Homeschool-life ,the popular website hosting service for homeschool groups, has a Leaders Forum. (If you’re a leader you can join the forum here) Recently a question about co-op drop off policies was asked.
Does anyone run a home school co-op that has a drop off policy?
Do you have any tips that make it successful?
The forum members were full of advice.
“In our group a parent may only drop off for an activity if they have made an arrangement ahead of time with another parent in the group be in charge of their child for that day/time/activity. So if there is a injury, behavior issue or other need, it’s addressed by the parent who has volunteered to be assigned to this child. Our group is not huge (20 families) but this has worked out so far.”
“We are primarily a drop-off co-op. Parents are not required to teach or assist in classes, but they are required to volunteer 6 times a year or pay a maintenance fee. Children under 10 are required to have a parent or other responsible adult present to help them move between classes and supervise the child during free time and lunch. We have made a few exceptions due to special circumstances. Some of those exceptions have worked out, others have been more difficult. We have not had any difficulty with our students 11 and older acting responsibly. We have volunteers that monitor lunch time which is our busiest time.
“We have actually found that we have a wonderful community of parents and students. The parents who stay with their younger students have built friendships and have been able to support and help each other. We have many parents of older students who stay for part or all of the day because of distance, enjoying the community, also working with their students during free time.
“We have just completed our co-op year, my first in leadership. One my blessings this year has been the opportunity to watch the sense of community build in our co-op, something that has been missing in the past.”
We do have a successful drop off program. It is approved on a case by case basis. It is usually older students. We have found it to be mutually beneficial because we charge a fee for this privilege. Our drop-off fee is $35 per student, per class.The money from these drop offs is then used towards events/programming that benefits everyone involved. We have had elementary students involved all the way up to high school but they were screened and would not have been allowed to continue if they had behavior issues.
Our enrichment classes are all drop off except that we require one volunteer hour per week and one cleaning day per semester. Parents are welcome to stay but there’s not a specific spot for them to be. We have forms to fill out and code of conduct forms for parents and students. It’s all worked out for the 20+ years our group has been doing it.
Another leader shared,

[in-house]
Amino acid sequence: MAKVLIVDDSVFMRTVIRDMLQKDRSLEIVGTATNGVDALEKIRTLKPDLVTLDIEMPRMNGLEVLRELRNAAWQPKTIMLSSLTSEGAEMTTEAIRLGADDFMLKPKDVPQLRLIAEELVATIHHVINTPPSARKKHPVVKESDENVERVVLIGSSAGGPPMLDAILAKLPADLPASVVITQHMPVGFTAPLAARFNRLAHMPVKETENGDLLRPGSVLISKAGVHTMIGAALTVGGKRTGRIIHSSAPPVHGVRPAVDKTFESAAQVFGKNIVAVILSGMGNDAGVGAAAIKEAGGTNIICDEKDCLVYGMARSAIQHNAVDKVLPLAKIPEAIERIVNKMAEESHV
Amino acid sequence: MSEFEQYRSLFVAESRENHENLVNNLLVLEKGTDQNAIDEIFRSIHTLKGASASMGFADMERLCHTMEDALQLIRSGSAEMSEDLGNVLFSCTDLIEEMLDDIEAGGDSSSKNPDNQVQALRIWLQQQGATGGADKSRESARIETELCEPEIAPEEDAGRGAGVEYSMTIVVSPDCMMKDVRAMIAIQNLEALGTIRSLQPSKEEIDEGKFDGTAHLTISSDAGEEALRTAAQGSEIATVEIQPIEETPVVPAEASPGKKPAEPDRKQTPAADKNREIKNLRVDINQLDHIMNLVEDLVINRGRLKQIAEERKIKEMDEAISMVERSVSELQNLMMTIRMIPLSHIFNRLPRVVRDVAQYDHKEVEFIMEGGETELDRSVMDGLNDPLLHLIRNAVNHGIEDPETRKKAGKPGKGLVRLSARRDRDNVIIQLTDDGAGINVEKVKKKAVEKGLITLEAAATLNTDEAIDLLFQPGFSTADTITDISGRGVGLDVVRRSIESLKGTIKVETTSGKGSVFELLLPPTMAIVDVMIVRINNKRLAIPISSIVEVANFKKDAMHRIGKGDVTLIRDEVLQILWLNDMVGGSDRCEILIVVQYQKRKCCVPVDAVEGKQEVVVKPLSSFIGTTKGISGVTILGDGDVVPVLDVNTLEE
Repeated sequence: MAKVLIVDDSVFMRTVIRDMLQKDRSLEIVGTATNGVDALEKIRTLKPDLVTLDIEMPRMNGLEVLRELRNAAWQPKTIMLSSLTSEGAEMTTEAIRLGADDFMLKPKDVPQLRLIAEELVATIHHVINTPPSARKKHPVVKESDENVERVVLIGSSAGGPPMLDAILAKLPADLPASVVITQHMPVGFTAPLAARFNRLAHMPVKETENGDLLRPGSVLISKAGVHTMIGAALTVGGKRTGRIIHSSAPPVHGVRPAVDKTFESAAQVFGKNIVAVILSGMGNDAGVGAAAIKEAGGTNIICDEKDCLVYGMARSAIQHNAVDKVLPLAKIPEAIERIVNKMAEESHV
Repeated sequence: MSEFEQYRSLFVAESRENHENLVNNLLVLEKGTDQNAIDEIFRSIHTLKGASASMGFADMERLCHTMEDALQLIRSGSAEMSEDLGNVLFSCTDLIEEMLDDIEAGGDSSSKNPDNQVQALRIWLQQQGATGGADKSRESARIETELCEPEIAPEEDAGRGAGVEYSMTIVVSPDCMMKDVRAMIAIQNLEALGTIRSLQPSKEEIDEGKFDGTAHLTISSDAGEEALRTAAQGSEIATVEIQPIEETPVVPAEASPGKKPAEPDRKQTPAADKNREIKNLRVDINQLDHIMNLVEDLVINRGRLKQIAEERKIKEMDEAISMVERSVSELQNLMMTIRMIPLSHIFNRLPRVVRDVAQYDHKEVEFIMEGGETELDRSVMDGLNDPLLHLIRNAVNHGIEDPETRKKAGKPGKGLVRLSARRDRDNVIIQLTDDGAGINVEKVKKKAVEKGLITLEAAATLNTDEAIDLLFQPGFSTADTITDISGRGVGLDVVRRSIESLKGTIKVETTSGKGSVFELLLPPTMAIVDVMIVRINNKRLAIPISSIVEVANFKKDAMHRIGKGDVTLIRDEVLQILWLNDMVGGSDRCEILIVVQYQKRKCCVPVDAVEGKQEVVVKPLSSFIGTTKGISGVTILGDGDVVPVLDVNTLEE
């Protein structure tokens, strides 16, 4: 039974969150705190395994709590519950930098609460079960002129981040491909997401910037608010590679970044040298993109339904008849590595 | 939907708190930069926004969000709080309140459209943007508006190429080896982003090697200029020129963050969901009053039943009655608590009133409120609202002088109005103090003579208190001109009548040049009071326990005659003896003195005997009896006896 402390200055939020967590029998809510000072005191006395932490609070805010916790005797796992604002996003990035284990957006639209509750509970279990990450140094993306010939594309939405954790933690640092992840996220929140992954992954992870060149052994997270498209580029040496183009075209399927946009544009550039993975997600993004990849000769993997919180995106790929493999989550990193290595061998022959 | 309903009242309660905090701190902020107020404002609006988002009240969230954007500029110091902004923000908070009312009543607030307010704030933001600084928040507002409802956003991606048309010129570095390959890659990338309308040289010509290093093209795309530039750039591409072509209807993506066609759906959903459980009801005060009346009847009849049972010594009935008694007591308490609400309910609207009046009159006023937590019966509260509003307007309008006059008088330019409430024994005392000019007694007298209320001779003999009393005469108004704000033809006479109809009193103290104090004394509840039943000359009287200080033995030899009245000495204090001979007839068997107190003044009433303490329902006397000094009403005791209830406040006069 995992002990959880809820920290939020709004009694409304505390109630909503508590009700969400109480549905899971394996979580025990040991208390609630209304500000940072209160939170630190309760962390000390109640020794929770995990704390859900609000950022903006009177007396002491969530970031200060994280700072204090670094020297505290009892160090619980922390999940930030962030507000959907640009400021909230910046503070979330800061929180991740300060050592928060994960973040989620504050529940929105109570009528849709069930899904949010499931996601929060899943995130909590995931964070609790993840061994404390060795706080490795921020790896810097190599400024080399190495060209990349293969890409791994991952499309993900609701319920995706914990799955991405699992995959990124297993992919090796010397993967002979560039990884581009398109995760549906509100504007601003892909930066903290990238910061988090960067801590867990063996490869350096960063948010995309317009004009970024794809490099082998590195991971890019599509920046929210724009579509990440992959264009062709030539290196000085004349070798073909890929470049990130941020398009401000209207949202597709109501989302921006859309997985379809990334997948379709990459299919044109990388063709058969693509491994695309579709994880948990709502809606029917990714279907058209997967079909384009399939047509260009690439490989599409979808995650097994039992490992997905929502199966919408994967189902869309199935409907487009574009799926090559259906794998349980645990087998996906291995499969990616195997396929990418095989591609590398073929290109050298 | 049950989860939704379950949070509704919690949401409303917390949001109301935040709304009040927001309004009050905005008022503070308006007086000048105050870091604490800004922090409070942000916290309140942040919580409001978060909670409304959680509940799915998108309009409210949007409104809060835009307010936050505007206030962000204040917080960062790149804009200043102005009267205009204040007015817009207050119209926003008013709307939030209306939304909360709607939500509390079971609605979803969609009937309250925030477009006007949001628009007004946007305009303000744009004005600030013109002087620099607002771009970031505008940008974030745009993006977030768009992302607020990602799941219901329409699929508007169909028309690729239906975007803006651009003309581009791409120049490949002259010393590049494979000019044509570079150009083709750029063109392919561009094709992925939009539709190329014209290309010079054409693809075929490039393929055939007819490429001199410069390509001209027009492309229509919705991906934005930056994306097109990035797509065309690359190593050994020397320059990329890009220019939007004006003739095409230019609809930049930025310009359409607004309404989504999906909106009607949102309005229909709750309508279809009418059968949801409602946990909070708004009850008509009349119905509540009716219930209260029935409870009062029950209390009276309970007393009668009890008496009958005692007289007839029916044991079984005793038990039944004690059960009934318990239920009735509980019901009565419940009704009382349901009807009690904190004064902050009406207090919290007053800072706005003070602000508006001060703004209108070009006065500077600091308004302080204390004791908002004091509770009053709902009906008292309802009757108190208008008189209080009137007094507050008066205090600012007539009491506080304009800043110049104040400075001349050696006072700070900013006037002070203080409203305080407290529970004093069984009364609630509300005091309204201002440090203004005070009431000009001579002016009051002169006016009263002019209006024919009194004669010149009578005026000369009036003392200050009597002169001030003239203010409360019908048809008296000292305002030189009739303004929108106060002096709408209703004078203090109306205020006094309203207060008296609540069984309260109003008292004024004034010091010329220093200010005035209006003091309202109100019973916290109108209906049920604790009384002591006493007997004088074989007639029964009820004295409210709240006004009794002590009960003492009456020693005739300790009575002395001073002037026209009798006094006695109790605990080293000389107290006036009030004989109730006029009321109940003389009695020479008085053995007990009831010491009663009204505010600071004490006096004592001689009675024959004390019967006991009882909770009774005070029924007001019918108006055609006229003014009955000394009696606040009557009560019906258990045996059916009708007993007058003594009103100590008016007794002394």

We also have returned to a no drop-off policy. We did allow what we called independent students to attend for a while. They had to be high school aged. The hope was that we could fill more seats in our high school classes. But the reality was we just needed to have more parents on site to work in classrooms as teachers and assistants. The kids were very well behaved and we wish we could still have an opportunity to have them in classes, but there needs to be a mutually beneficial relationship between co-op and families. I would never consider drop-offs for younger students. Too many obstacles and challenges for simple unpaid volunteers.
Melissa P. wrote,
Our co-op used to allow drop offs for children ages 13 and up. We stopped allowing it, because it diminished the sense of community among moms. There were also some behavior issues which would have been better able to be addressed with a parent on campus.
We make exceptions for emergency circumstances, and have a sign-out sheet, which requires another mom to be present with the children and responsible for them. A mother’s illness would be included in that. Mothers who have chronic illnesses are not, as we feel that we support a whole family, and a parent who is never in attendance is difficult to support.
Our decision was based on us wanting to diminish the feeling that we were a school, and remain true to our roots as a cooperative support group. It’s not always a popular choice for the parents, but we decided that we preferred our membership to be those who want community, not those who simply want classes.
As a consideration, your insurance may not cover you if parents are not on campus. In our state, if parents drop off, it creates a school/daycare situation, which has other licensing requirements.
As a rule, my co-op does not allow drop-offs. We do make exceptions, using a pre-authorized form, that gives us all the parental location, phone number info and the adult at the co-op who is responsible for the child. In the case of an emergency, there needs to be an acknowledged adult responsible for the child.
So as you see these are lots of ideas for drop-off students at your co-op. There does seem to be a consensus that a drop-off program should be for older students, not younger ones.
Carol Topp, CPA